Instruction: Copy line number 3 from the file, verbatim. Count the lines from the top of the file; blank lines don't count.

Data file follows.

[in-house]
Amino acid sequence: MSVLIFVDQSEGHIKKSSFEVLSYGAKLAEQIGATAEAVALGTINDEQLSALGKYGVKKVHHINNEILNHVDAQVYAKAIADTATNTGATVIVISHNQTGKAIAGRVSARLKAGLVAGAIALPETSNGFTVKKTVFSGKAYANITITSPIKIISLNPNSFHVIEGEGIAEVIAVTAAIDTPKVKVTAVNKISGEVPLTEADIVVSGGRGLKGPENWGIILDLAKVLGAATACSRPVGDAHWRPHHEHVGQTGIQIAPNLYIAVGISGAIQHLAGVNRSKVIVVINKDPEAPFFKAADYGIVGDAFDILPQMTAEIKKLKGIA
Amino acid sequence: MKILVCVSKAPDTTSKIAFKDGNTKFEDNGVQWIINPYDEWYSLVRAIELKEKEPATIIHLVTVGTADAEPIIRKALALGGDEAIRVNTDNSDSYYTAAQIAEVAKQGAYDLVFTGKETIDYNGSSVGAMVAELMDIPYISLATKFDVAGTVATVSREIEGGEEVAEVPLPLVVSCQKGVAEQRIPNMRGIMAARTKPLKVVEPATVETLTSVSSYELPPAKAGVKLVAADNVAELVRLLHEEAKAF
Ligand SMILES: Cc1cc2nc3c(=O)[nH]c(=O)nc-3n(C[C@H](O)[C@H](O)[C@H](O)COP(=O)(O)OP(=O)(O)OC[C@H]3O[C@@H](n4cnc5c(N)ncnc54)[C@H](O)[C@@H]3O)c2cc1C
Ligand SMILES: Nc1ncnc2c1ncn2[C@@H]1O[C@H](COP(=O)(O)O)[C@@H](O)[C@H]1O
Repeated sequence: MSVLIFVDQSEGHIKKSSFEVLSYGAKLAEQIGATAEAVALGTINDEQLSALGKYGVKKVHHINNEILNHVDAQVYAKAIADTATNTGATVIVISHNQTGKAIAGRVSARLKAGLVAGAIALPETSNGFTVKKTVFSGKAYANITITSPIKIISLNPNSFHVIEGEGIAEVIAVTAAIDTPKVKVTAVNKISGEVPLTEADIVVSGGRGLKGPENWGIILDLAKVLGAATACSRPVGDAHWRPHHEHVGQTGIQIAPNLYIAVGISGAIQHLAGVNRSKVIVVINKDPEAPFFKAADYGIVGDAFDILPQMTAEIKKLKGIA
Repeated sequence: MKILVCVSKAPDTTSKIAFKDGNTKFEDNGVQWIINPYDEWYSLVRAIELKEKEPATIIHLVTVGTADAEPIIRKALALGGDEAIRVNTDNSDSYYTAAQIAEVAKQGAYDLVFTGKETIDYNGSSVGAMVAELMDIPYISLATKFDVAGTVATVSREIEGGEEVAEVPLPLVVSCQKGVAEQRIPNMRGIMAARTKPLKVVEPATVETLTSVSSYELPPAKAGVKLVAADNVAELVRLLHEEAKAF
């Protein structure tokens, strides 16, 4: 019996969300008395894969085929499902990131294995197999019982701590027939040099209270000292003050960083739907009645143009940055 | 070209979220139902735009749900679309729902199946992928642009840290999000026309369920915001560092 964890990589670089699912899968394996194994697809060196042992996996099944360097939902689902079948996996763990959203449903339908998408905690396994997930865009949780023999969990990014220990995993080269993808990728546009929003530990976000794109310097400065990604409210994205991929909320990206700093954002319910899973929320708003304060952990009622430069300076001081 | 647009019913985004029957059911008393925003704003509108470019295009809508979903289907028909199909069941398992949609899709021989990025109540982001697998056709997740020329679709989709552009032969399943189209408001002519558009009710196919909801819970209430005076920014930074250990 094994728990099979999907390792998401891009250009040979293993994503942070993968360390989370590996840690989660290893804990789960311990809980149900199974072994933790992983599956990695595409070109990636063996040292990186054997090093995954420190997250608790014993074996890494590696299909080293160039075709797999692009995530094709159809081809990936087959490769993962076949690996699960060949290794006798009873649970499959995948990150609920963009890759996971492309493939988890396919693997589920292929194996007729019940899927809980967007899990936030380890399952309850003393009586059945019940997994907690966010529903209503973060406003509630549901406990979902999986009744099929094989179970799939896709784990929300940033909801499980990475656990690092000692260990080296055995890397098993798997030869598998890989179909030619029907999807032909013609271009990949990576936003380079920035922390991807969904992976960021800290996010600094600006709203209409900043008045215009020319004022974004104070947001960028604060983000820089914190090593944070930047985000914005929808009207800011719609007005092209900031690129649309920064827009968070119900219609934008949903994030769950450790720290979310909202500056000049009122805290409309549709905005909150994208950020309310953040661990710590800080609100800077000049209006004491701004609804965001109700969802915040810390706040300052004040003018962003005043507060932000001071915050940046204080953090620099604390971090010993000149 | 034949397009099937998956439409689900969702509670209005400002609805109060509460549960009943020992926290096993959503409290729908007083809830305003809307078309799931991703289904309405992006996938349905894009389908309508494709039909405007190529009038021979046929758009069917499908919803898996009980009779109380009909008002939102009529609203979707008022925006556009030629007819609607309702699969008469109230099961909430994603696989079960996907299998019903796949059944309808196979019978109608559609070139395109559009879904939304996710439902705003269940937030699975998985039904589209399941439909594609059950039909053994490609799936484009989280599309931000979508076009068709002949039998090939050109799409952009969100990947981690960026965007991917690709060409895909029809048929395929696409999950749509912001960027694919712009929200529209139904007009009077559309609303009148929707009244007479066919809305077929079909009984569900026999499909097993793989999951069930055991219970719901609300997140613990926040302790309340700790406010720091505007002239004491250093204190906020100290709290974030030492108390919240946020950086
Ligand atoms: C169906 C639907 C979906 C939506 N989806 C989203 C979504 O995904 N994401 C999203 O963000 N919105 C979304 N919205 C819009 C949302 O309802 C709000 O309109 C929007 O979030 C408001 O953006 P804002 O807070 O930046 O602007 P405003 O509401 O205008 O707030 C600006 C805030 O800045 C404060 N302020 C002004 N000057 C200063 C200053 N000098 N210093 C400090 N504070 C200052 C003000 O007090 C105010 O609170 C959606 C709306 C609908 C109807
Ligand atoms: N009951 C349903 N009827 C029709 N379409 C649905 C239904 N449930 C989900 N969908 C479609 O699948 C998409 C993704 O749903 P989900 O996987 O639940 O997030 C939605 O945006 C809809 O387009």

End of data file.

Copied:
Amino acid sequence: MKILVCVSKAPDTTSKIAFKDGNTKFEDNGVQWIINPYDEWYSLVRAIELKEKEPATIIHLVTVGTADAEPIIRKALALGGDEAIRVNTDNSDSYYTAAQIAEVAKQGAYDLVFTGKETIDYNGSSVGAMVAELMDIPYISLATKFDVAGTVATVSREIEGGEEVAEVPLPLVVSCQKGVAEQRIPNMRGIMAARTKPLKVVEPATVETLTSVSSYELPPAKAGVKLVAADNVAELVRLLHEEAKAF